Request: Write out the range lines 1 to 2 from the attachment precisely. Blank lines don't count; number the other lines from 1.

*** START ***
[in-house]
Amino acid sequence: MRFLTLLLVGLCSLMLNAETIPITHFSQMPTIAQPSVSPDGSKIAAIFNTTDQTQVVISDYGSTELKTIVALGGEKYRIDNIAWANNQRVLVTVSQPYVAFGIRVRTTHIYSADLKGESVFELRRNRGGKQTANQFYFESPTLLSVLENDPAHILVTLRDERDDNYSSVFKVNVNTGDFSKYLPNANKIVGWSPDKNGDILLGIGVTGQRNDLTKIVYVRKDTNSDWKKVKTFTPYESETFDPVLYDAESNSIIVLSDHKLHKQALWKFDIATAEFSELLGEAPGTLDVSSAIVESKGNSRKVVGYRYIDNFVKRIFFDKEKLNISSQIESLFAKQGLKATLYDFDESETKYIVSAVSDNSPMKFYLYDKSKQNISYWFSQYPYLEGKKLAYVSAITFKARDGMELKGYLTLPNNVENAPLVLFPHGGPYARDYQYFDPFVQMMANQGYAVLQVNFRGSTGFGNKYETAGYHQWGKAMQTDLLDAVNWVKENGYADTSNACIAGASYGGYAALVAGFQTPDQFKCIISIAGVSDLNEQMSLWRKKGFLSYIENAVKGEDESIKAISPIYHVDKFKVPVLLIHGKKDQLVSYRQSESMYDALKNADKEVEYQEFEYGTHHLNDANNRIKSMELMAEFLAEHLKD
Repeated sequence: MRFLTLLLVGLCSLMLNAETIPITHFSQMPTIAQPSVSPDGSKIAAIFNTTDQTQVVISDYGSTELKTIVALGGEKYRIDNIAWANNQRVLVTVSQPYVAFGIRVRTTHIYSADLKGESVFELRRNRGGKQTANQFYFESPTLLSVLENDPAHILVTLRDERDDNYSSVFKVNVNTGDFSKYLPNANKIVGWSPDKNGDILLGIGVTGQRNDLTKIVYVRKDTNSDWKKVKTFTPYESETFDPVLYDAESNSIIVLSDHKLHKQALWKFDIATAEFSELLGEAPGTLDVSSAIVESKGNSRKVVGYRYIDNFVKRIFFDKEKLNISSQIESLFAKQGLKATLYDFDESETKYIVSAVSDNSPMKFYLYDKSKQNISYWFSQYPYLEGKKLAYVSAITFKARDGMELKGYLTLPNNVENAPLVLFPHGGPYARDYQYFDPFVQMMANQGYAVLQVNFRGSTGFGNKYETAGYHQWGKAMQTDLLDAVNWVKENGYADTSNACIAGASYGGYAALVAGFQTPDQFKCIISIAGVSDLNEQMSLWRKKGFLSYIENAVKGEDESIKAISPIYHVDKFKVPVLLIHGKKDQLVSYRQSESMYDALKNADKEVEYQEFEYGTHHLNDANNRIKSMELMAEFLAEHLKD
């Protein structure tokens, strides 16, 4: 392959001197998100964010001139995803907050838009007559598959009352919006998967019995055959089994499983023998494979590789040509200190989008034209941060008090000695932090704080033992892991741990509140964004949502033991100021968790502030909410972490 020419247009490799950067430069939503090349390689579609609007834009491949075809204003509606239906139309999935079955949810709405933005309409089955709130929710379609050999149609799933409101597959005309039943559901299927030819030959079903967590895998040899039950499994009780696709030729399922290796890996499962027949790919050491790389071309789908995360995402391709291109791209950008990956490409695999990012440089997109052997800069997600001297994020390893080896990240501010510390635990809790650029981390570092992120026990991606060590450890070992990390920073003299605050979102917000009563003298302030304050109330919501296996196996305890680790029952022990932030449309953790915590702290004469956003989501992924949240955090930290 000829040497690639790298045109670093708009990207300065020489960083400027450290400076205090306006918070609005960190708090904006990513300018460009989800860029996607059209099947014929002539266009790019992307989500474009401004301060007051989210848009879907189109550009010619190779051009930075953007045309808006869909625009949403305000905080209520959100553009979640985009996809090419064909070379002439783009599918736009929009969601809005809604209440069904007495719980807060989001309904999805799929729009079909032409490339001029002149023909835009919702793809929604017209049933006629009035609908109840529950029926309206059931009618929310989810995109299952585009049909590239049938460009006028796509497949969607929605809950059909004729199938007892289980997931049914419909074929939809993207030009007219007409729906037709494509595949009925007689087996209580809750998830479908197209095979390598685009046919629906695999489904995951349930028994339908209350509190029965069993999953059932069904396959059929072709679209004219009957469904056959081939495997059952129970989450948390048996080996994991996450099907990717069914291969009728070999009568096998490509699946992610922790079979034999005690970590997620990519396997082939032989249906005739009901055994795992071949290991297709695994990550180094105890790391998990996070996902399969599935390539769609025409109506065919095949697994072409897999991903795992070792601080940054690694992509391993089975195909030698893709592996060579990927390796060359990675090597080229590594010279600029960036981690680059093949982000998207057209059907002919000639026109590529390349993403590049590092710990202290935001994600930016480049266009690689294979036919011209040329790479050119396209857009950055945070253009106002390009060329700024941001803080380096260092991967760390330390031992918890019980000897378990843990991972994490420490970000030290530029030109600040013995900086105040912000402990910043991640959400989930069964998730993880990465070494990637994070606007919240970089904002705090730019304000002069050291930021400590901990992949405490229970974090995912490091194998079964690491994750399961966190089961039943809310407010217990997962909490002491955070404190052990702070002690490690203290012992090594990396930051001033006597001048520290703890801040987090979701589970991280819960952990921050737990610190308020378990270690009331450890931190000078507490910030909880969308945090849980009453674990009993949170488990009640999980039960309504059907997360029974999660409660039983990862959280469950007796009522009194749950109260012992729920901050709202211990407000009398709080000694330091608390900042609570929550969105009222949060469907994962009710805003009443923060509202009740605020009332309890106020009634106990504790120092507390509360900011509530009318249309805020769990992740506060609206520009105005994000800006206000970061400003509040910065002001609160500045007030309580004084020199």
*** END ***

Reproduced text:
[in-house]
Amino acid sequence: MRFLTLLLVGLCSLMLNAETIPITHFSQMPTIAQPSVSPDGSKIAAIFNTTDQTQVVISDYGSTELKTIVALGGEKYRIDNIAWANNQRVLVTVSQPYVAFGIRVRTTHIYSADLKGESVFELRRNRGGKQTANQFYFESPTLLSVLENDPAHILVTLRDERDDNYSSVFKVNVNTGDFSKYLPNANKIVGWSPDKNGDILLGIGVTGQRNDLTKIVYVRKDTNSDWKKVKTFTPYESETFDPVLYDAESNSIIVLSDHKLHKQALWKFDIATAEFSELLGEAPGTLDVSSAIVESKGNSRKVVGYRYIDNFVKRIFFDKEKLNISSQIESLFAKQGLKATLYDFDESETKYIVSAVSDNSPMKFYLYDKSKQNISYWFSQYPYLEGKKLAYVSAITFKARDGMELKGYLTLPNNVENAPLVLFPHGGPYARDYQYFDPFVQMMANQGYAVLQVNFRGSTGFGNKYETAGYHQWGKAMQTDLLDAVNWVKENGYADTSNACIAGASYGGYAALVAGFQTPDQFKCIISIAGVSDLNEQMSLWRKKGFLSYIENAVKGEDESIKAISPIYHVDKFKVPVLLIHGKKDQLVSYRQSESMYDALKNADKEVEYQEFEYGTHHLNDANNRIKSMELMAEFLAEHLKD